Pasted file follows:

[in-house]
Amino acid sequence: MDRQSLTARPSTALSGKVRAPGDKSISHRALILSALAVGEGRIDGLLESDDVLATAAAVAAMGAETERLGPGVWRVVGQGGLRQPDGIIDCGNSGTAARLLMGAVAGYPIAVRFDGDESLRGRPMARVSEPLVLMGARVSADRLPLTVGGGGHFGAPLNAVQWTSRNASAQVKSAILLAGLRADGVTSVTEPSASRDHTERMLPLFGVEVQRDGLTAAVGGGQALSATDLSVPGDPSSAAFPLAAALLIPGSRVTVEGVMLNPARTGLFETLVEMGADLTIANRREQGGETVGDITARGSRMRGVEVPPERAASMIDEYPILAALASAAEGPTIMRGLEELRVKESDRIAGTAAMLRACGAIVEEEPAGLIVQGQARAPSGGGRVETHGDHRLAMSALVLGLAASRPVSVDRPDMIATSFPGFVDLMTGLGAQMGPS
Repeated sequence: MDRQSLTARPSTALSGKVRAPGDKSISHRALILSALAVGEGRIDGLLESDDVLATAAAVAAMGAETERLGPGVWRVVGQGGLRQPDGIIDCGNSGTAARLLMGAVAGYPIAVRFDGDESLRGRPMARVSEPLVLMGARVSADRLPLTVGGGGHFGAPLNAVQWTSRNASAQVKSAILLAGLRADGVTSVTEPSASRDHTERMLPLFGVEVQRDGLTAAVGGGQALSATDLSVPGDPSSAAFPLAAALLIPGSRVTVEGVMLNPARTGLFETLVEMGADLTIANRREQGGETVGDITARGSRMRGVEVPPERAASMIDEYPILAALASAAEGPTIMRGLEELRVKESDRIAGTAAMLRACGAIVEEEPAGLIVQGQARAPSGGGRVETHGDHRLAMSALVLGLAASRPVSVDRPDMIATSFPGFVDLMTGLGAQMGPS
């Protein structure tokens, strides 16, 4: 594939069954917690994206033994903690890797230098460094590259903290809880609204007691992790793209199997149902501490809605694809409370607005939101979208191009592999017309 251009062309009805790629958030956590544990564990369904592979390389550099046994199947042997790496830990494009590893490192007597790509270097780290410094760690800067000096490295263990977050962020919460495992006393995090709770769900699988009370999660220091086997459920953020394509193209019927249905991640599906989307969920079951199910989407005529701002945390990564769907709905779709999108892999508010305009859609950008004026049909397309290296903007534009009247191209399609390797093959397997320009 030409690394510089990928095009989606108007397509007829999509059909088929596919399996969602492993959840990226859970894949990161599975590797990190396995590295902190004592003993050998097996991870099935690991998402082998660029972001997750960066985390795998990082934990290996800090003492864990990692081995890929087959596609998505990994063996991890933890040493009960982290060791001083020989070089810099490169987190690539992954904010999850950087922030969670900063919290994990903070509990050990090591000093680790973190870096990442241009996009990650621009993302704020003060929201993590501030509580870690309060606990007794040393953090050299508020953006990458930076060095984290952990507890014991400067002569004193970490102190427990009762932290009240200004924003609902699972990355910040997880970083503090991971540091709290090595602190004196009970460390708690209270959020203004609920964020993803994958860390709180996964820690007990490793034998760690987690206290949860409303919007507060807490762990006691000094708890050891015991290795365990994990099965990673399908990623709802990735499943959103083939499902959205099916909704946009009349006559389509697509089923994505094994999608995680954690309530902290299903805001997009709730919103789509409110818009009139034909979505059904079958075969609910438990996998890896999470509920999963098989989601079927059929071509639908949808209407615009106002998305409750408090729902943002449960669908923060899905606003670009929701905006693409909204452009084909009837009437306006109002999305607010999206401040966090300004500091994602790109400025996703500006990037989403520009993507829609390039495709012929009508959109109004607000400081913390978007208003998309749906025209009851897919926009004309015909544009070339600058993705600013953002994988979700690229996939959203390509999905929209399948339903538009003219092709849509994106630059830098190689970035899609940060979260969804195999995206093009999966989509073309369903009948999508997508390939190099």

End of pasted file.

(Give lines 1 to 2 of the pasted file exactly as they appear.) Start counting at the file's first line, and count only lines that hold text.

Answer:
[in-house]
Amino acid sequence: MDRQSLTARPSTALSGKVRAPGDKSISHRALILSALAVGEGRIDGLLESDDVLATAAAVAAMGAETERLGPGVWRVVGQGGLRQPDGIIDCGNSGTAARLLMGAVAGYPIAVRFDGDESLRGRPMARVSEPLVLMGARVSADRLPLTVGGGGHFGAPLNAVQWTSRNASAQVKSAILLAGLRADGVTSVTEPSASRDHTERMLPLFGVEVQRDGLTAAVGGGQALSATDLSVPGDPSSAAFPLAAALLIPGSRVTVEGVMLNPARTGLFETLVEMGADLTIANRREQGGETVGDITARGSRMRGVEVPPERAASMIDEYPILAALASAAEGPTIMRGLEELRVKESDRIAGTAAMLRACGAIVEEEPAGLIVQGQARAPSGGGRVETHGDHRLAMSALVLGLAASRPVSVDRPDMIATSFPGFVDLMTGLGAQMGPS